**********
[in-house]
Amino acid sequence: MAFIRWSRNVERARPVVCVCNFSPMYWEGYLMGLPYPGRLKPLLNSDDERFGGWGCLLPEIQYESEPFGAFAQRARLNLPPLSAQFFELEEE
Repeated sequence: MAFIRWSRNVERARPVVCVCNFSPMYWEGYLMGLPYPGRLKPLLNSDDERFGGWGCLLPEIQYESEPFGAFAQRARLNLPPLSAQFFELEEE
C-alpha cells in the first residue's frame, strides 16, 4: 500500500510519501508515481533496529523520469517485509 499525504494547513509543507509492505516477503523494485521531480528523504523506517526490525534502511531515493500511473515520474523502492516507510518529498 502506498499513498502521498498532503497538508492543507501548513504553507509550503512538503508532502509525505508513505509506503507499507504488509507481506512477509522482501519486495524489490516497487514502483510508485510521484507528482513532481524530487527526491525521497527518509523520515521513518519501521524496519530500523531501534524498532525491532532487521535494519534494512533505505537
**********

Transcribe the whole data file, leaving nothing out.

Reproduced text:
[in-house]
Amino acid sequence: MAFIRWSRNVERARPVVCVCNFSPMYWEGYLMGLPYPGRLKPLLNSDDERFGGWGCLLPEIQYESEPFGAFAQRARLNLPPLSAQFFELEEE
Repeated sequence: MAFIRWSRNVERARPVVCVCNFSPMYWEGYLMGLPYPGRLKPLLNSDDERFGGWGCLLPEIQYESEPFGAFAQRARLNLPPLSAQFFELEEE
C-alpha cells in the first residue's frame, strides 16, 4: 500500500510519501508515481533496529523520469517485509 499525504494547513509543507509492505516477503523494485521531480528523504523506517526490525534502511531515493500511473515520474523502492516507510518529498 502506498499513498502521498498532503497538508492543507501548513504553507509550503512538503508532502509525505508513505509506503507499507504488509507481506512477509522482501519486495524489490516497487514502483510508485510521484507528482513532481524530487527526491525521497527518509523520515521513518519501521524496519530500523531501534524498532525491532532487521535494519534494512533505505537